How The Garcia Girls Lost Their Accents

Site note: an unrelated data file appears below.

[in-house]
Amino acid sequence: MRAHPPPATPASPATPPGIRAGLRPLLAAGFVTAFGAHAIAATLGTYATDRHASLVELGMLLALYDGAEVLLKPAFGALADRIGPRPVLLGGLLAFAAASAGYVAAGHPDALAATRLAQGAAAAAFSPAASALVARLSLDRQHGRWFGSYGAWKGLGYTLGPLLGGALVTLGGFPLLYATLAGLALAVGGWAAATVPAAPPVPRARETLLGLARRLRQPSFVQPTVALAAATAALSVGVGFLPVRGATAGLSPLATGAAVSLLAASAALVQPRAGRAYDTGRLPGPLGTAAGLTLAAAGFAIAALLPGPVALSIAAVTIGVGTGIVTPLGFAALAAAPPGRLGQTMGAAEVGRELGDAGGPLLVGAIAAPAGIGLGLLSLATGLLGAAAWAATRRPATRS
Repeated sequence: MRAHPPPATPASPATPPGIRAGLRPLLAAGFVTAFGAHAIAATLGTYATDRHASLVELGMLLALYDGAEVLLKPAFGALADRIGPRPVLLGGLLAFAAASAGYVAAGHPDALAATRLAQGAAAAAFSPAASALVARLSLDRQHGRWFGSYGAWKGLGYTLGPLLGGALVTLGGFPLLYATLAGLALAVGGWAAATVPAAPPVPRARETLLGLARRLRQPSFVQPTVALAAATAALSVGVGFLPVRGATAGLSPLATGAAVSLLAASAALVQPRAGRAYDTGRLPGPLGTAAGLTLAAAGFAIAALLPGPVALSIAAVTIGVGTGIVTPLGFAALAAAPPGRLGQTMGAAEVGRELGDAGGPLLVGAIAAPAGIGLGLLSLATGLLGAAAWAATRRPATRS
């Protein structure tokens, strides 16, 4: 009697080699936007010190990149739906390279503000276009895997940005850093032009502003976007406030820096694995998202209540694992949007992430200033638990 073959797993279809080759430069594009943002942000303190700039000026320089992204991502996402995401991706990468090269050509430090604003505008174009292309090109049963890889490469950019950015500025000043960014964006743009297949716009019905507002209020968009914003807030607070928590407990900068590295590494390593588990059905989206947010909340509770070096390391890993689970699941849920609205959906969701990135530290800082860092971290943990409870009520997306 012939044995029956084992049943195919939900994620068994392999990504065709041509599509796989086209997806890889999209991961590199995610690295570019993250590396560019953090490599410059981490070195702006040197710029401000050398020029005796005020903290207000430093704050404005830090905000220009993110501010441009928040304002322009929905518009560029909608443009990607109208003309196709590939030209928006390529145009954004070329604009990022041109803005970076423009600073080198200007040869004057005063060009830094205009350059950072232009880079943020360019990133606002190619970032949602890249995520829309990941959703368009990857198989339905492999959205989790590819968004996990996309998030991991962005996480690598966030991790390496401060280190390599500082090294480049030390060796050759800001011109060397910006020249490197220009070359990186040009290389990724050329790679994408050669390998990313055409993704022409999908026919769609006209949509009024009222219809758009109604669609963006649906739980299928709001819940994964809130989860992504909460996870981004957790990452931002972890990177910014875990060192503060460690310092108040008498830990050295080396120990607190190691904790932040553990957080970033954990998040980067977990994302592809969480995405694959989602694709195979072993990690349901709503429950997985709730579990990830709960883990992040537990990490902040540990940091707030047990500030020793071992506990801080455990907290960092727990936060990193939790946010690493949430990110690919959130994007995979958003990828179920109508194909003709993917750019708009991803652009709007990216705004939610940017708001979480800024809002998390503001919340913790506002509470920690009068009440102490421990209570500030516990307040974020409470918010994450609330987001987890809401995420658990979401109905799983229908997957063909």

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Review : How the Garcia Girls Lost Their Accents How the Garcia Girls Lost Their Accents, a 1991 fiction novel written by Julia Alvarez, is about four Spanish sisters; Carla, Sandra, Yolanda, and Sofia, desperately trying to accommodate themselves into 1960's New York City. After their father's involvement in a conspiracy against a ruthless dictator becomes a threat to the family, they are constrained to fleeing to the United States from their familiar home in the Dominican Republic. The book is made up of a series of short stories revolving each of the sister's personal experience as well as their family as a whole. Written in reverse chronological order over a span of 30 years, the story begins with them already having experienced the stresses of adulthood, and then steadily regresses into their childhood. The book is made up of three parts; the first part starts around 1989 (and ends in 1972), when the Garcia girls had lived in the United States for many years and were then fully Americanized. Yolanda, the second to youngest Garcia and the main narrator, returns to her original country after not visiting for five years. Once around all her family and the beautiful island, she starts to remember how good and simple her life used to be before divorces and nervous breakdowns. Sandra, too, had suffered with nervous breakdowns and ends up in a mental facility. Sofia, also known as Fifi and the youngest Garcia, upsets her father, Carlos, by falling in love with a German and running away with him. When the family celebrates Carlos Garcia's birthday and he meets his new grandson, Sofia's son, this helps relieve some of the tension between the two. Carla, the oldest sister, had become a psychologist and was happily married. Part two in the book focuses more on the girls adjusting to life in New York. In the Dominican Republic, they were apart of the upper class, had

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